A Chick-fil-A proposed for 100th Street Southwest in Lakewood is expected to draw big crowds its opening weekend, but after the initial rush traffic impacts should be minimal.
That’s according to a traffic analysis done by Transportation Engineering Northwest and submitted to Lakewood Public Works engineers.
Once open the restaurant could bring an additional 702 car trips during the week to the stretch of 100th Street Southwest between Lakewood Drive and Bridgeport Way.
An opening date for the fast-food restaurant chain has not yet been made public.
Preliminary design plans show the restaurant and its 50 parking spaces would be configured so that customers enter from the shopping complex, not the street.
Engineers have proposed eliminating two driveways from 100th Street Southwest that provide access to the complex that also houses Rent-A-Center, Hobby Lobby and Big Lots.
A driveway from Bridgeport Way and one from 100th Street Southwest would remain.
“We’re significantly improving the traffic pattern at the intersection,” said Ed Hale, project manager with 4G Development and Consulting. “There won’t be cars slowing right there at the intersection with 100th Street. They will be entering further east.”
Hale spoke Thursday before Lakewood Hearing Examiner Phil Olbrechts. The California-based company has applied for a conditional use permit to build a drive-thru at the restaurant.
So far the conditional use permit is the only permit 4G has applied for, according to Lakewood development staff.
Other city permits needed for the proposed 4,529-square foot restaurant include a site development permit and building permit.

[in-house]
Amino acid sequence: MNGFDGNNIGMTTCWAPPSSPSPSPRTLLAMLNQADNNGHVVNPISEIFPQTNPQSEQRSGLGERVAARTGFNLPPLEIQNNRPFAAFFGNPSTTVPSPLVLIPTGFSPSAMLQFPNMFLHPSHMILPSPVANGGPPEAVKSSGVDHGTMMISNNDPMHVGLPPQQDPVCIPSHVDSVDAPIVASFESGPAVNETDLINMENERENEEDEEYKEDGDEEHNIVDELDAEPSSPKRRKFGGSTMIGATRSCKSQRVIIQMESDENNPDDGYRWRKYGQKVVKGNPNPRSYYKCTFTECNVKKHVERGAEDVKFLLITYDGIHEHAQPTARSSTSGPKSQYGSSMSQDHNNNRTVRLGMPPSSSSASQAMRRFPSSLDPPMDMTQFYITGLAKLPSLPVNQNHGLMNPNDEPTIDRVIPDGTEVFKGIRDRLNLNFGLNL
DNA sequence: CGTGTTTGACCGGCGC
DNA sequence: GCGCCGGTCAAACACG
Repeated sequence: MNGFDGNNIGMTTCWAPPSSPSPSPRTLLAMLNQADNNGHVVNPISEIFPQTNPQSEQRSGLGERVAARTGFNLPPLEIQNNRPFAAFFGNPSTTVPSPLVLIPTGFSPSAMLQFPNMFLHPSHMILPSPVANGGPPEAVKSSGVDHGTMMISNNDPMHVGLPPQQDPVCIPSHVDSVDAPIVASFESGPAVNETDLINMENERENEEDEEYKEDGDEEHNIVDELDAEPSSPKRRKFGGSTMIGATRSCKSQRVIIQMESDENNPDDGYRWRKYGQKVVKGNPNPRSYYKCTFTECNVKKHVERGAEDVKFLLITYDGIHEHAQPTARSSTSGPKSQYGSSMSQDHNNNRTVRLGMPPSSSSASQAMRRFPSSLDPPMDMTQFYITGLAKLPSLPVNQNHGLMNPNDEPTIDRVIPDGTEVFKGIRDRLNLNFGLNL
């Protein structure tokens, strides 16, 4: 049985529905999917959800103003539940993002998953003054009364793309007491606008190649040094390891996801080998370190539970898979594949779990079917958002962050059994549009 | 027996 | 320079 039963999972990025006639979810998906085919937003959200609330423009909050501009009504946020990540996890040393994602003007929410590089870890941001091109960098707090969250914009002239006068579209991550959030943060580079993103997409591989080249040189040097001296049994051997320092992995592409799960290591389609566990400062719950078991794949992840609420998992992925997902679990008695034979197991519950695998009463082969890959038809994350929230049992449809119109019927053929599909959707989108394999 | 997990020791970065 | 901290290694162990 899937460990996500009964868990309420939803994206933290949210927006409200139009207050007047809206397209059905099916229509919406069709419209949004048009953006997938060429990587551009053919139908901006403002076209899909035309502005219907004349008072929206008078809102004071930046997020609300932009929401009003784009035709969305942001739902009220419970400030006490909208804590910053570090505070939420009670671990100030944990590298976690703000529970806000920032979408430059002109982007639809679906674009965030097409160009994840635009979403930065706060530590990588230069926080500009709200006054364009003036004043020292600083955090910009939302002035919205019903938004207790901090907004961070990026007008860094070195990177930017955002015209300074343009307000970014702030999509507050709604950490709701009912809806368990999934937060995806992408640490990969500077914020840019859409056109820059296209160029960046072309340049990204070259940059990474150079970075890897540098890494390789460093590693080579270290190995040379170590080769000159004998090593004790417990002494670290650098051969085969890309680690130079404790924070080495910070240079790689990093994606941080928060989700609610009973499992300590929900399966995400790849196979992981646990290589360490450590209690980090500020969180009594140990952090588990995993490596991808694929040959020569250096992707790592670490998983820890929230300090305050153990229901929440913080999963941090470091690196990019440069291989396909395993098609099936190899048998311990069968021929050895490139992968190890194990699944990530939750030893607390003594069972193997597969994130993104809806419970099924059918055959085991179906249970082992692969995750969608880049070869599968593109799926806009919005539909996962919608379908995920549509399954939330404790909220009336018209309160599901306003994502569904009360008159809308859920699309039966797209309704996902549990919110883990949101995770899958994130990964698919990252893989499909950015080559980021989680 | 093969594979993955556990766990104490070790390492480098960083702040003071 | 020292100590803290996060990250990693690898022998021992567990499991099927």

A demolition permit also is needed to tear down The Schooner Pub & Galley and Black Star Espresso buildings.
The city has not received an application to tear them down, according to David Bugher, Lakewood assistant city manager and community development director.
During Thursday’s hearing one woman spoke about the loss to the community if the Schooner is demolished. The restaurant opened at that location in 1972.
Responding, Hale said the decision to replace the Schooner with Chick-fil-A was made by the land owner not the Georgia-based fast food chain.
“The owner of the property is the one who offered it to us,” Hale said.
Addressing concerns that the drive-thru could slow traffic on 100th Street Southwest, Hale said the new configuration “will not allow the drive through queue to back up into the public right of way.”
The proposed drive-thru will be two lanes that could hold up to 23 cars. It will run parallel to 100th Street Southwest and landscaping would buffer it from the road, according to preliminary plans.
When it comes time to open the company will pay for uniformed, off-duty police officers to manage traffic to limit impacts to the busy intersection.
Hearing examiner Olbrechts left the record open after Thursday’s hearing to allow 4G representatives and city planners to continue negotiations about traffic mitigation requirements. Olbrechts expects to make a decision by mid-March, he said.